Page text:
If you find that there is still some CO2 in the wine after bottling, you can decant the wine prior to bottling. The large surface in the decanter allows the CO2 to dissipate. Or you can swirl the wine gently in the glass. The surface area and swirling action seems to encourage the Co2 to exit the wine.

Steve
 
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jtd1216

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Well that was a concern of mine also. However, it's not splashing around all over the place inside the carboy. I kept it controlled along the edge of the glass.
 

cpfan

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Well that was a concern of mine also. However, it's not splashing around all over the place inside the carboy. I kept it controlled along the edge of the glass.
Sounds like you could use a longer piece of hose.

Steve
 

jtd1216

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OK, was not very descriptive. Along the edge of the glass IN the wine :h
 

skiboarder72

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Would degassing again right before bottling put the wine at risk for oxidation? ... I hope not because I did it with my chardonnay last night!
 

robie

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Not if it is still filled with CO2.
Use your thief and fill a bottle half full. Put your thumb over then end of the bottle and shack it really well. If it pops when you remove your thumb, you still have CO2. Degas it agin by splash racking it one more time.
 

mharris_335

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I would also say you need to stir again and warm the wine to 75 degs. It really helps to get the CO2 out. I have made 30 kits so far and if they taste like that there is still CO2. Stir again and wait for a few days and then try again. The 75 deg really helps.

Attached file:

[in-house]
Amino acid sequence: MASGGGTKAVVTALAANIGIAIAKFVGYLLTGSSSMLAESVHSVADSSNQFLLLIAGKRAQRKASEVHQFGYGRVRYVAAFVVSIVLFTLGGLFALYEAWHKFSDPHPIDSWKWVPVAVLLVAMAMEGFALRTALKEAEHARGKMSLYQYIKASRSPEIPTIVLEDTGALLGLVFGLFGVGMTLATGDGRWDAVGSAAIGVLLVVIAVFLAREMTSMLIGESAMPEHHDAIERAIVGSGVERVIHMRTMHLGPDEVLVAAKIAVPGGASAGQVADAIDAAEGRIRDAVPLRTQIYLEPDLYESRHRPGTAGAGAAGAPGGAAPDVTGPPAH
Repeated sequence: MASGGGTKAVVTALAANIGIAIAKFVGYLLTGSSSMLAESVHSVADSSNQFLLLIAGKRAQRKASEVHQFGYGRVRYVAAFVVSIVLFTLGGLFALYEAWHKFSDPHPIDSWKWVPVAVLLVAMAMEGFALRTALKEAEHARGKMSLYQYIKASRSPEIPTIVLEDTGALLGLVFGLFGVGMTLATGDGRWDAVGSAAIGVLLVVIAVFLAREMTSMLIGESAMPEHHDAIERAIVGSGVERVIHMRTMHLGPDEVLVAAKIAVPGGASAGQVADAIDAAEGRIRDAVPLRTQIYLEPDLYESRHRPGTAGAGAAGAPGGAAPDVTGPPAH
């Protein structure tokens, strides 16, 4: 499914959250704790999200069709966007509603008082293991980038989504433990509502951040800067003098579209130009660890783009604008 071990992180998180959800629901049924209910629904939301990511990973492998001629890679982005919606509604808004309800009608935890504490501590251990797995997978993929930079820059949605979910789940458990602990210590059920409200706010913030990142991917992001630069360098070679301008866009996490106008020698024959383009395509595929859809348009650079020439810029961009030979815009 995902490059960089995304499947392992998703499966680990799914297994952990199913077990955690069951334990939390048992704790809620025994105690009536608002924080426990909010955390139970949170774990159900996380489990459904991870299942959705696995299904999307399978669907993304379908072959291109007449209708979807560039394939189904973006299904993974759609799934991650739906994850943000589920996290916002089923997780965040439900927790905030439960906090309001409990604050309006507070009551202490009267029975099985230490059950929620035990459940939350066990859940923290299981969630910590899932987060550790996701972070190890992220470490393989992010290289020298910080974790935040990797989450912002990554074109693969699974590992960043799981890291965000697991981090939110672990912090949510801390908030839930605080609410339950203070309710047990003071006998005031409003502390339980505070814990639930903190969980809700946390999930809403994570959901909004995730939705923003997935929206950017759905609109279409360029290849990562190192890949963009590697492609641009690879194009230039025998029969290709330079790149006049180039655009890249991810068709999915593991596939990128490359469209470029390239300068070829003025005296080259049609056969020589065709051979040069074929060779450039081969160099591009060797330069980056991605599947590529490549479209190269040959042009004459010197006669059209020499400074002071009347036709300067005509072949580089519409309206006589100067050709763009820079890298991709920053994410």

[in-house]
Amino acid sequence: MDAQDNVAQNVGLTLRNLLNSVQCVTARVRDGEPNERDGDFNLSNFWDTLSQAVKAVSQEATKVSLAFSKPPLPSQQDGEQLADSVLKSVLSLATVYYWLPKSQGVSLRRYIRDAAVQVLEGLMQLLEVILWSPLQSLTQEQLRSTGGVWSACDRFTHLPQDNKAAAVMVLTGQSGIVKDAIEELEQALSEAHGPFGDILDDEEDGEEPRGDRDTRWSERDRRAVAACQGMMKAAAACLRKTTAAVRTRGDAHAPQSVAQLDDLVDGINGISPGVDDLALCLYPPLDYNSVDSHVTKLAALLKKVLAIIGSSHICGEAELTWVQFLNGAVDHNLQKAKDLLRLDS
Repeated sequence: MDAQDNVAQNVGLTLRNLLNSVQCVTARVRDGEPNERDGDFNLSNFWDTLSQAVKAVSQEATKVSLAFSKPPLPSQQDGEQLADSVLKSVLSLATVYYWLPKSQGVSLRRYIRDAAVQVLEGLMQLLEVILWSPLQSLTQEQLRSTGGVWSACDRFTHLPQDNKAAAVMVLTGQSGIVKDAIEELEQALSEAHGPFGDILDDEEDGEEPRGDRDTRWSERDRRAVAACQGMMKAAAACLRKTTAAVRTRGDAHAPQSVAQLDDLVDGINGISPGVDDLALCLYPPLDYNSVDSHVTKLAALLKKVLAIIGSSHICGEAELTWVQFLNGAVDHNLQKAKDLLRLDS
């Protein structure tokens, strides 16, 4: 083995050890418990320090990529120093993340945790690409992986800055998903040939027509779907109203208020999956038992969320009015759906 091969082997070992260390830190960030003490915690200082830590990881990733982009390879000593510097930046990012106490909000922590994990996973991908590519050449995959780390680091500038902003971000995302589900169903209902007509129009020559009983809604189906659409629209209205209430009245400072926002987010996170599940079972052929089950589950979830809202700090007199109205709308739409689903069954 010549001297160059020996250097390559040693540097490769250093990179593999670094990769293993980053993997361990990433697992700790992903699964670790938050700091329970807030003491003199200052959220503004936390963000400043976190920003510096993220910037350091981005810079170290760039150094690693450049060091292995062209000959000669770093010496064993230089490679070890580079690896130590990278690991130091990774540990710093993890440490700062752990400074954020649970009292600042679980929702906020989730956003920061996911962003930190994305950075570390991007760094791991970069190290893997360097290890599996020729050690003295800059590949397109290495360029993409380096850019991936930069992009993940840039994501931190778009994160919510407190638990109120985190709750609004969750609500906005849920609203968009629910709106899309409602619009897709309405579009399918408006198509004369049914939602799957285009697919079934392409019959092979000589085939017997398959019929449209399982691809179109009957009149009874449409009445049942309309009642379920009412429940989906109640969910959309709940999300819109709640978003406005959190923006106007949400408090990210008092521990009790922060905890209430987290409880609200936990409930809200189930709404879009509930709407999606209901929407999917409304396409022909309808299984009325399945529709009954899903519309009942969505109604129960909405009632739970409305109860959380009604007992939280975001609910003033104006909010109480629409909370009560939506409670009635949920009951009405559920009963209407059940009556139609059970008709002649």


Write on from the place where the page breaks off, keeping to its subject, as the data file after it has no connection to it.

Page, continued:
robie

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Harris is right. You have to get the temperature up, else the CO2 will not all come out at splash racking.
 

jtd1216

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I will try this before bottling. I tried something I saw online with a vacu-vin (pump to preserve an open bottle of wine). In theory, it works... I think anyways. You hook up a vacu-vin saver to your air lock (emptied of course) and you pump 10-15 times. I have two wines in carboys, one only bubbled a little, but the other looked like Soda. A rush of bubbles came up the sides of the carboy. If I do this over the course of 2 or 3 days, do you think it will do a good job?
 
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robie

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The vacuvin works well.
You would not have gotten that fizz had the CO2 not been there. You should be glad you tried it because it definitely works.

If you repeat this several times, until you get no bubbles, you will be good, provided you have the temperature up over 75 F. If it is cold, it just won't all come out fast.